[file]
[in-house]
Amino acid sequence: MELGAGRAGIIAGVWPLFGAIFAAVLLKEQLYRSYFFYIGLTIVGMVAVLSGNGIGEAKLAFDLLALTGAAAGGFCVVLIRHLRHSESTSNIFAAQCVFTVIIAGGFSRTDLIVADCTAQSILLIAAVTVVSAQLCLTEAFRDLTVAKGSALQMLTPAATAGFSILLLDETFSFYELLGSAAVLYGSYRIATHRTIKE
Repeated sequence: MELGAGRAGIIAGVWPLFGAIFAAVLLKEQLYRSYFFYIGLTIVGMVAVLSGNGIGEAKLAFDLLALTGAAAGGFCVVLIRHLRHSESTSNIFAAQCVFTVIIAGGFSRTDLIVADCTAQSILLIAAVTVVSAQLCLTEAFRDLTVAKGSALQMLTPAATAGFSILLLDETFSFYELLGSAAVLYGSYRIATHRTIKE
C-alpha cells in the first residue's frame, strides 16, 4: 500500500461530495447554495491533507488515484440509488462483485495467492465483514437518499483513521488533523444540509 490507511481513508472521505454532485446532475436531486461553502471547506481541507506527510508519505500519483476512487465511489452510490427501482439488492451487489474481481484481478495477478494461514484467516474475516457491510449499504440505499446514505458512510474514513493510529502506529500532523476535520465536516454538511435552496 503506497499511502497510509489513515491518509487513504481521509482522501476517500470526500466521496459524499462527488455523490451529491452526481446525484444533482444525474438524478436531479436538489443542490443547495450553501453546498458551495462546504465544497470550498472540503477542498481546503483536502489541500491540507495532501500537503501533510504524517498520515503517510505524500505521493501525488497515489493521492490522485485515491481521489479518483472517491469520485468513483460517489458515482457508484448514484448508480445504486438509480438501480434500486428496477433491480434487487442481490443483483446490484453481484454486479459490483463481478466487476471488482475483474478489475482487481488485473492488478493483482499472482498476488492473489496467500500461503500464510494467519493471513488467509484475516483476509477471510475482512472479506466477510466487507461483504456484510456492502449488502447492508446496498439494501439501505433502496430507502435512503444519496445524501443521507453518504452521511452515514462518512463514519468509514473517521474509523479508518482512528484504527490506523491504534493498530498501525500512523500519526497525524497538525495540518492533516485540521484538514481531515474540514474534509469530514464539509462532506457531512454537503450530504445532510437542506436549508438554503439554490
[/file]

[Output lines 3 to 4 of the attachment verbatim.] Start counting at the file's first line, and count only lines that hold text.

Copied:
Repeated sequence: MELGAGRAGIIAGVWPLFGAIFAAVLLKEQLYRSYFFYIGLTIVGMVAVLSGNGIGEAKLAFDLLALTGAAAGGFCVVLIRHLRHSESTSNIFAAQCVFTVIIAGGFSRTDLIVADCTAQSILLIAAVTVVSAQLCLTEAFRDLTVAKGSALQMLTPAATAGFSILLLDETFSFYELLGSAAVLYGSYRIATHRTIKE
C-alpha cells in the first residue's frame, strides 16, 4: 500500500461530495447554495491533507488515484440509488462483485495467492465483514437518499483513521488533523444540509 490507511481513508472521505454532485446532475436531486461553502471547506481541507506527510508519505500519483476512487465511489452510490427501482439488492451487489474481481484481478495477478494461514484467516474475516457491510449499504440505499446514505458512510474514513493510529502506529500532523476535520465536516454538511435552496 503506497499511502497510509489513515491518509487513504481521509482522501476517500470526500466521496459524499462527488455523490451529491452526481446525484444533482444525474438524478436531479436538489443542490443547495450553501453546498458551495462546504465544497470550498472540503477542498481546503483536502489541500491540507495532501500537503501533510504524517498520515503517510505524500505521493501525488497515489493521492490522485485515491481521489479518483472517491469520485468513483460517489458515482457508484448514484448508480445504486438509480438501480434500486428496477433491480434487487442481490443483483446490484453481484454486479459490483463481478466487476471488482475483474478489475482487481488485473492488478493483482499472482498476488492473489496467500500461503500464510494467519493471513488467509484475516483476509477471510475482512472479506466477510466487507461483504456484510456492502449488502447492508446496498439494501439501505433502496430507502435512503444519496445524501443521507453518504452521511452515514462518512463514519468509514473517521474509523479508518482512528484504527490506523491504534493498530498501525500512523500519526497525524497538525495540518492533516485540521484538514481531515474540514474534509469530514464539509462532506457531512454537503450530504445532510437542506436549508438554503439554490